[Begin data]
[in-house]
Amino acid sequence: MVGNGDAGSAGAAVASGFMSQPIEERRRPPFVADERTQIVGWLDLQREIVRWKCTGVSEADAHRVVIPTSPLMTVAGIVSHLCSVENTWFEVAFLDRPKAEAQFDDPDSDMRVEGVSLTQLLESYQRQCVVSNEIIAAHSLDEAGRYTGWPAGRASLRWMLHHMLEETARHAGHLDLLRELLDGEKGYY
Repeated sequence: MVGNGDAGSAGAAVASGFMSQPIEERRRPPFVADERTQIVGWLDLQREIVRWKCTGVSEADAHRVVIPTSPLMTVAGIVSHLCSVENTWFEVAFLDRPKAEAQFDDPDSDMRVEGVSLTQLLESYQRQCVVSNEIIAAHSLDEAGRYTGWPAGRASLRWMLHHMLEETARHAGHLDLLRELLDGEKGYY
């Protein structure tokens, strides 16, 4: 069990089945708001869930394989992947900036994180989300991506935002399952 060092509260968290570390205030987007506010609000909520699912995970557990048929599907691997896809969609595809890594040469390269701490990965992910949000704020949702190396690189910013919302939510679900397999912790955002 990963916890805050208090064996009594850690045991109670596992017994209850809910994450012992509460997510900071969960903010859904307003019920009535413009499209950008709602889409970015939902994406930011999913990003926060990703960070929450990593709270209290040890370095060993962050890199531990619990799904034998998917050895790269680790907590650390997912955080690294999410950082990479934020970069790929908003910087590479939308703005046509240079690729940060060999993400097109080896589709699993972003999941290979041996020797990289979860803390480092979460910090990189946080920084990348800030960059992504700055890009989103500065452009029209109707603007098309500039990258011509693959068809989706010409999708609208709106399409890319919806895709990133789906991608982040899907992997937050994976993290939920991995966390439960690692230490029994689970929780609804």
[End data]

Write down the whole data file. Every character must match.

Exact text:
[in-house]
Amino acid sequence: MVGNGDAGSAGAAVASGFMSQPIEERRRPPFVADERTQIVGWLDLQREIVRWKCTGVSEADAHRVVIPTSPLMTVAGIVSHLCSVENTWFEVAFLDRPKAEAQFDDPDSDMRVEGVSLTQLLESYQRQCVVSNEIIAAHSLDEAGRYTGWPAGRASLRWMLHHMLEETARHAGHLDLLRELLDGEKGYY
Repeated sequence: MVGNGDAGSAGAAVASGFMSQPIEERRRPPFVADERTQIVGWLDLQREIVRWKCTGVSEADAHRVVIPTSPLMTVAGIVSHLCSVENTWFEVAFLDRPKAEAQFDDPDSDMRVEGVSLTQLLESYQRQCVVSNEIIAAHSLDEAGRYTGWPAGRASLRWMLHHMLEETARHAGHLDLLRELLDGEKGYY
């Protein structure tokens, strides 16, 4: 069990089945708001869930394989992947900036994180989300991506935002399952 060092509260968290570390205030987007506010609000909520699912995970557990048929599907691997896809969609595809890594040469390269701490990965992910949000704020949702190396690189910013919302939510679900397999912790955002 990963916890805050208090064996009594850690045991109670596992017994209850809910994450012992509460997510900071969960903010859904307003019920009535413009499209950008709602889409970015939902994406930011999913990003926060990703960070929450990593709270209290040890370095060993962050890199531990619990799904034998998917050895790269680790907590650390997912955080690294999410950082990479934020970069790929908003910087590479939308703005046509240079690729940060060999993400097109080896589709699993972003999941290979041996020797990289979860803390480092979460910090990189946080920084990348800030960059992504700055890009989103500065452009029209109707603007098309500039990258011509693959068809989706010409999708609208709106399409890319919806895709990133789906991608982040899907992997937050994976993290939920991995966390439960690692230490029994689970929780609804």